This segment offers the obvious attraction of very large prospective deals, but requires the capability to deliver large-scale capacity in specific locations (tied to existing availability zones) quickly and at a low cost. The hyperscale market has a long sales cycle, and demand is subject to the changing needs of a small number of key companies. For these reasons, QTS limits focus on hyperscale to a small independent sales unit representing a subset of the company’s overall market strategy.
The company uses the term ‘hybrid colocation’ to refer to its more traditional enterprise colocation business. It currently accounts for approximately two-thirds of the company’s revenue. With a larger number of smaller deals, it provides a more sustained level of demand and growth. QTS believes its offering here is differentiated by the availability of its Service Delivery Platform, and expects this to drive growth in the hybrid colocation market going forward.
QTS’s view of the US federal government market is slightly different from its view of the others, since the federal government is still becoming comfortable with outsourcing the operation of things like datacenters. However, QTS says, the demand is growing. By building out ahead of it, the company hopes to be well positioned to support it. An added benefit of designing facilities to meet the additional levels of physical and information security auditing required by federal government contracts is that some of those higher security standards find their way into the operation of the company overall.
Product: Exiting private clouds, managed services
In 2018, QTS revealed its plans to exit the managed services and private cloud business, which at the time contributed a significant portion of revenue (between $65m and $75m). This decision was met with skepticism at the time, because it runs counter to the notion that these services are a good complement to a datacenter business (a model more than a few datacenter companies consider key to their adapting to the cloud transformation of their clients). However, QTS suggests that business was subject to significant competitive pressure, difficult to scale profitably, and declining in financial performance. The company feels its performance since making the shift validates the strategic direction.
QTS says one of the most significant challenges of delivering managed services and hosted private clouds was the level of customization it tended to require on an individual customer level. As a piece of the company’s overall portfolio, this was at odds with the standardization and automation it is pursuing in its facilities operation business. It also required a completely different approach to sales, and was applicable only to a subset of the company’s target markets. Ultimately, QTS felt placing attention entirely on operating the facilities would allow it to become more focused, as well as sell more effectively (and without competing) into the cloud provider and managed services market, which makes up a substantial portion of the company’s business.
To that end, QTS confirmed that managed services remains a part of the its datacenter and partner ecosystem. Its buyer, GDT, is itself a large QTS datacenter customer, but a better operational fit for that kind of business. While QTS has a large datacenter investment cost but a comparatively small staff, GDT’s larger workforce is a cost center associated with delivering managed infrastructure services. QTS continues to rely on GDT and other partners to support the managed services and private cloud requirements of customers, and it offers public cloud connectivity options to further support hybrid architectures.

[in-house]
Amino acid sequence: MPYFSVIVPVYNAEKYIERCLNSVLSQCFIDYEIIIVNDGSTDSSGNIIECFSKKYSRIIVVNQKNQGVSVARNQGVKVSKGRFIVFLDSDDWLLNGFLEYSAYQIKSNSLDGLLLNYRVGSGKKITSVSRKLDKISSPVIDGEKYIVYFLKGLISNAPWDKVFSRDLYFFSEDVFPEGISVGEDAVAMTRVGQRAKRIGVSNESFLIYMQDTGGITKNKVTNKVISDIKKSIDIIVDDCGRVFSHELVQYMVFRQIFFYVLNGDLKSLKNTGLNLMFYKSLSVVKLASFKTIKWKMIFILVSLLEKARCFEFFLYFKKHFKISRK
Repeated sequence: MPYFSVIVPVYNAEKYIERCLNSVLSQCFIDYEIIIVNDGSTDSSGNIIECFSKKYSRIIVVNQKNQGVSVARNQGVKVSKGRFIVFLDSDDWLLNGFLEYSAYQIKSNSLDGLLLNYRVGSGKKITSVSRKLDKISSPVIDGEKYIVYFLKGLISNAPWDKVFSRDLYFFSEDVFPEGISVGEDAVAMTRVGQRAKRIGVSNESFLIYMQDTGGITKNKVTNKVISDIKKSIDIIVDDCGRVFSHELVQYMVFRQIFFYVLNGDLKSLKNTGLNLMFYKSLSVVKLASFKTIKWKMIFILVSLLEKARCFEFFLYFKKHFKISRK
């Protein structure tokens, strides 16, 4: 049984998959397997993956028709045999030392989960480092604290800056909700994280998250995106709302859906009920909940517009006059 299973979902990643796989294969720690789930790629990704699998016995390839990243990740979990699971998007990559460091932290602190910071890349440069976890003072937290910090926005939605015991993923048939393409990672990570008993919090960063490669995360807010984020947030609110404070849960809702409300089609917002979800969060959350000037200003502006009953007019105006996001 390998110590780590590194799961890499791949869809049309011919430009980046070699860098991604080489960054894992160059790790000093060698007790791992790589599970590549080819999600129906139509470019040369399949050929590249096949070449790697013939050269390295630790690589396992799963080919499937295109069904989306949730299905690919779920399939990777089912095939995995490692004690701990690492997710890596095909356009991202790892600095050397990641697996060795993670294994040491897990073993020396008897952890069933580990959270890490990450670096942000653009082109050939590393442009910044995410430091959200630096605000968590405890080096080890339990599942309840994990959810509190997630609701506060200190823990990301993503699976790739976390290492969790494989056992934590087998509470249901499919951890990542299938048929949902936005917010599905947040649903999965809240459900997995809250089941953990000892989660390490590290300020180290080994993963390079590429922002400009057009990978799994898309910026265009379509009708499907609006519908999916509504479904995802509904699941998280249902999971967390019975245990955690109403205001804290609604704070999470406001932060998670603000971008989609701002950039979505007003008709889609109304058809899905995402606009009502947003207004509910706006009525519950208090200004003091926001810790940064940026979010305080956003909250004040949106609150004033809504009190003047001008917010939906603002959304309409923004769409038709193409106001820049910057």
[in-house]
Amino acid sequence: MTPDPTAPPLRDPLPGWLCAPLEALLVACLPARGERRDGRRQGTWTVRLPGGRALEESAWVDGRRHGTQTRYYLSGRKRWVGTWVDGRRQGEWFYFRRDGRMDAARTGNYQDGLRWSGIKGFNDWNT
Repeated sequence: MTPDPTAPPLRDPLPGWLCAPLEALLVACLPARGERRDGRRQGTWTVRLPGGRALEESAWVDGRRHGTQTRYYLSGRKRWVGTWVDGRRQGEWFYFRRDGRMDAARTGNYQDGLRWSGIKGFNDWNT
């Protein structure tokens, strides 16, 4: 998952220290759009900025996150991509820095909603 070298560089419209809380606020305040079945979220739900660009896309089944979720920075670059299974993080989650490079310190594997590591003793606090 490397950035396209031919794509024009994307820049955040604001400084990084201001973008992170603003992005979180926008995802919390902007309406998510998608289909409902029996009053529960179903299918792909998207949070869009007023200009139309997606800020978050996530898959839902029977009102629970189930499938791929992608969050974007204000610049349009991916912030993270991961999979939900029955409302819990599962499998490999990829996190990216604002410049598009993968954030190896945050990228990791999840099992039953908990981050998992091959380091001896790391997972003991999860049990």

Operating through adversity: COVID-19 impact
Like most businesses, QTS has seen the impact of the global pandemic directly on its operations. However, with a limited amount of strategic adjustment, the company feels it is well positioned to sustain its operations and meet customer demand, even where it is increasing.
The company says it is seeing growing demand from hyperscalers and large enterprises, including a very large increase in the demand for bandwidth. It has seen increases in usage (number of users and length of session) of its Service Delivery Platform software (including for mapping, requesting remote hands, and managing employee access to facilities).
Operationally, QTS made some adjustments to how clients and contractors accessed its facilities (for example, using separate entrances), and it was quick to approve forward purchase of the equipment it anticipated it would need for 2020 and 2021. Construction of new facilities has continued uninterrupted. The company reiterated its guidance for 2020.
QTS competes in the same market space and in many of the same geographic markets as the major publicly traded datacenter REITs (and many of the biggest MTDC market players), including Equinix, Digital Realty, CoreSite and CyrusOne. Its customer focus also puts it in the same group, competing for both hyperscale and enterprise datacenter business. At a regional level, it competes with a larger number of local players, which vary by region. Its move into the Netherlands may also put it into competition with the likes of Interxion and Iron Mountain.
Strengths: QTS has a strong core focus on the operation of facilities, an existing up-front investment in capacity that positions it to meet new demand, and a differentiating feature in its proprietary Software Delivery Platform.
Weaknesses: Operating at an international scale as a publicly traded REIT puts it into competition with some of the largest players, which are likely to compare favorably to QTS in terms of footprint or capacity.
Opportunities: The company’s available capacity, investment in additional acreage, and development of the capacity to deliver datacenters and services that meet US federal government outsourcing requirements all position QTS well to adapt to new demand for capacity.
Although: QTS actively targets hyperscale public cloud vendors as a market for its facilities, those same public clouds are a force opposing enterprise demand for its hybrid colocation offerings. As enterprises continue to use public clouds for more, appetites for colocation will decline among some.